Oral Lease Does Not Preclude a Summary Judgment Win For An Out-Of-Possession Premises Landlord
Updated: Jul 22
Sawicka v. Schwimmer and Third-Party Action
On appeal, the Second Department granted summary judgment to defendant, reversing the denial of same.
Plaintiff, an employee of the third-party defendant, tripped and fell while she walked up stairs in defendant’s building. Plaintiff had alleged that defendant was negligent because it had failed to maintain and repair the defective stairway.
Defendant maintained he was an out-of-possession landlord, who had o duty to maintain or repair the defect, and he did not create one defect or even have notice of it. An oral lease existed between the defendant and the third-party defendant.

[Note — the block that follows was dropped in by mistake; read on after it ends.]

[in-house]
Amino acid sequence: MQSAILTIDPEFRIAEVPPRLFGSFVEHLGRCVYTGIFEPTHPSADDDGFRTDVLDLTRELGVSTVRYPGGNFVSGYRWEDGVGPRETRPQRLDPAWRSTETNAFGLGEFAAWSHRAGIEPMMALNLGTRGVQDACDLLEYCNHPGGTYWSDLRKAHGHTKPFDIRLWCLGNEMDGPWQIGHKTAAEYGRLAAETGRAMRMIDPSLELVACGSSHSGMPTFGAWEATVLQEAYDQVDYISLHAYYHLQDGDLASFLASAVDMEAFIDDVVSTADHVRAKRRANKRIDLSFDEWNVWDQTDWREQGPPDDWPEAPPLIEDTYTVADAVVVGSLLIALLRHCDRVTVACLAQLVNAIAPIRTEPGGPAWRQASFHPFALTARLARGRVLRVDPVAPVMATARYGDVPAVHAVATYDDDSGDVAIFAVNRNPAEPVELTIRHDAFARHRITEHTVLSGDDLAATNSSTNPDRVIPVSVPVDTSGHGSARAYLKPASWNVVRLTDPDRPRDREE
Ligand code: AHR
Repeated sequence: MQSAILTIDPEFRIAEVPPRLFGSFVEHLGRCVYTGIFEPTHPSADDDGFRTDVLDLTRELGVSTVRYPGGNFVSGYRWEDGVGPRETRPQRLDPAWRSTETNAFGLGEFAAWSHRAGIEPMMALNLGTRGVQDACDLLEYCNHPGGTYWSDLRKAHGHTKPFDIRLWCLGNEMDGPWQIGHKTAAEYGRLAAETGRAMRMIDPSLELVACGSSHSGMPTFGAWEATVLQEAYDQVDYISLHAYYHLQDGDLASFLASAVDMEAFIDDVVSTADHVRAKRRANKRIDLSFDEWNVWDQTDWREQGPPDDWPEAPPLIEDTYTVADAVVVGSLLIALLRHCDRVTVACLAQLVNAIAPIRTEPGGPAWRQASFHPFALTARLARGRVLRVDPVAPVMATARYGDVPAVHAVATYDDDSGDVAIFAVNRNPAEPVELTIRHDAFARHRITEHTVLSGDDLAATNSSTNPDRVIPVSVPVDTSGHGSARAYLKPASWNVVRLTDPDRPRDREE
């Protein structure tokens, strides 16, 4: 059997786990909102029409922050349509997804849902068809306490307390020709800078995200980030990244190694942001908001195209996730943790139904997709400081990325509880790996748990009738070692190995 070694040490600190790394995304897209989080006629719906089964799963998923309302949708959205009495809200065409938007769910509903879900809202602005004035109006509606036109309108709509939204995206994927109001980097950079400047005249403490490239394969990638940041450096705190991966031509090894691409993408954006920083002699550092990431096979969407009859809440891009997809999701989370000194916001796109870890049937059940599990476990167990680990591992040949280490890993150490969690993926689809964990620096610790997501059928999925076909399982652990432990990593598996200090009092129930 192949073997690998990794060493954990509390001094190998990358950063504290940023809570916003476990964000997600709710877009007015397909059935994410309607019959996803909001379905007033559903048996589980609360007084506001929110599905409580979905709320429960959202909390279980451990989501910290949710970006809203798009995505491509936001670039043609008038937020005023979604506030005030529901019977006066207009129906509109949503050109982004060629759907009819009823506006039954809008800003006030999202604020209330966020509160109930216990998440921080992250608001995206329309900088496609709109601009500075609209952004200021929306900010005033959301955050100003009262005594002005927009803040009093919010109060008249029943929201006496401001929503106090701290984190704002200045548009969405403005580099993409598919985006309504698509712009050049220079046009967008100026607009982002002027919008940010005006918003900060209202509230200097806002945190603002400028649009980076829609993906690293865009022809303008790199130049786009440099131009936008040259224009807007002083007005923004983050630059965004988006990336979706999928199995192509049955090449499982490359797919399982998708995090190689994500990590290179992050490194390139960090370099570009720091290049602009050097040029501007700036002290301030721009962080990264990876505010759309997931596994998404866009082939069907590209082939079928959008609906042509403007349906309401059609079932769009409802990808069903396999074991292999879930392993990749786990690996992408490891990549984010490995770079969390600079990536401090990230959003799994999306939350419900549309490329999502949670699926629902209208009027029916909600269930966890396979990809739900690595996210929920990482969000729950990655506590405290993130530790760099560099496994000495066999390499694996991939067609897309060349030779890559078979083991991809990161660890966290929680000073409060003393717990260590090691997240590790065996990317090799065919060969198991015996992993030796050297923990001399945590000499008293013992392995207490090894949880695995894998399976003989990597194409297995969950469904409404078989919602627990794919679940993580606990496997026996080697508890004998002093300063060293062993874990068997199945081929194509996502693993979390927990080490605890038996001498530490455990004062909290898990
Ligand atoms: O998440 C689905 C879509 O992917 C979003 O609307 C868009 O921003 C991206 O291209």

The defendant established that he was an out-of-possession landlord who was not bound by a contract to maintain the premises. “Generally, a landowner owes a duty of care to maintain his or her property in a reasonably safe condition”. (Gronski v. County of Monroe, 18 NY3d 374, 379). However, an out-of-possession landlord is not liable for injuries that occur on its premises unless the landlord has retained control over the premises “and has a duty imposed by statute or assumed by contract or a course of conduct”.
Moreover, contrary to the plaintiff’s contention a defendant may establish, prima facie, that he or she was an out-of-possession landlord with evidence of the terms of an oral lease and contrary to the plaintiff’s contention, the statute of frauds (see General Obligations Law §5-703) does not render the subject oral lease void. The oral agreement did not contemplate any specific lease term let alone a term exceeding one year.
It is hard to believe that neither the defendant nor the third-party defendant thought to protect their interests through a lease.
Fortunately for defendant, it was easier to establish that it was an out-of-possession landlord without the lease. The Court found that it did not earn a triable issue of fact.